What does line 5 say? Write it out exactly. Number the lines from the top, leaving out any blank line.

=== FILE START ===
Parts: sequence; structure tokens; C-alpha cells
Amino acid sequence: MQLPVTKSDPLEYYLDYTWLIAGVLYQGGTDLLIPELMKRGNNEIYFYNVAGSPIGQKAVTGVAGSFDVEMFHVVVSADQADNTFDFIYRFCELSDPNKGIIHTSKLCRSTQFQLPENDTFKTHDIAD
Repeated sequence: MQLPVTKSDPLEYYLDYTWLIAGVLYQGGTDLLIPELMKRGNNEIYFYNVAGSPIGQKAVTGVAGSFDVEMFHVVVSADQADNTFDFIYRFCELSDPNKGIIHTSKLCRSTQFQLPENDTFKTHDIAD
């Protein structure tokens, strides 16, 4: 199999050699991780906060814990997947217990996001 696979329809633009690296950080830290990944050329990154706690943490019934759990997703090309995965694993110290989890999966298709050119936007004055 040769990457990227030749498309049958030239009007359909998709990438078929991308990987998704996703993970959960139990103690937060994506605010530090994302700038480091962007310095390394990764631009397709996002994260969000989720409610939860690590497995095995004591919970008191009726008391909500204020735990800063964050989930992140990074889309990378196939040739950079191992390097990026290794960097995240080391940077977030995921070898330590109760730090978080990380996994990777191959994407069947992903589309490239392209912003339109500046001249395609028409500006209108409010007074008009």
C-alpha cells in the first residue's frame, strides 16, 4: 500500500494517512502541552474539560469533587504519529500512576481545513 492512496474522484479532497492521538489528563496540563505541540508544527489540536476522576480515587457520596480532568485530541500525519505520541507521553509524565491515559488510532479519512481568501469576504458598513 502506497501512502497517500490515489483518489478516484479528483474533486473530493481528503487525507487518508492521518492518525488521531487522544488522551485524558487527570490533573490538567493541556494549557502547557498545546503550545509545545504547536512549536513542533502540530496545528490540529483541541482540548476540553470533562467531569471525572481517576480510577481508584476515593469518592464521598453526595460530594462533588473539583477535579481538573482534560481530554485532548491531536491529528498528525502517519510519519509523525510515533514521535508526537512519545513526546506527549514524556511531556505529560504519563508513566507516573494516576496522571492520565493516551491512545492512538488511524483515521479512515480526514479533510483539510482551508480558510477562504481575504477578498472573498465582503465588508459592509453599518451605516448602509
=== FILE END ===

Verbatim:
C-alpha cells in the first residue's frame, strides 16, 4: 500500500494517512502541552474539560469533587504519529500512576481545513 492512496474522484479532497492521538489528563496540563505541540508544527489540536476522576480515587457520596480532568485530541500525519505520541507521553509524565491515559488510532479519512481568501469576504458598513 502506497501512502497517500490515489483518489478516484479528483474533486473530493481528503487525507487518508492521518492518525488521531487522544488522551485524558487527570490533573490538567493541556494549557502547557498545546503550545509545545504547536512549536513542533502540530496545528490540529483541541482540548476540553470533562467531569471525572481517576480510577481508584476515593469518592464521598453526595460530594462533588473539583477535579481538573482534560481530554485532548491531536491529528498528525502517519510519519509523525510515533514521535508526537512519545513526546506527549514524556511531556505529560504519563508513566507516573494516576496522571492520565493516551491512545492512538488511524483515521479512515480526514479533510483539510482551508480558510477562504481575504477578498472573498465582503465588508459592509453599518451605516448602509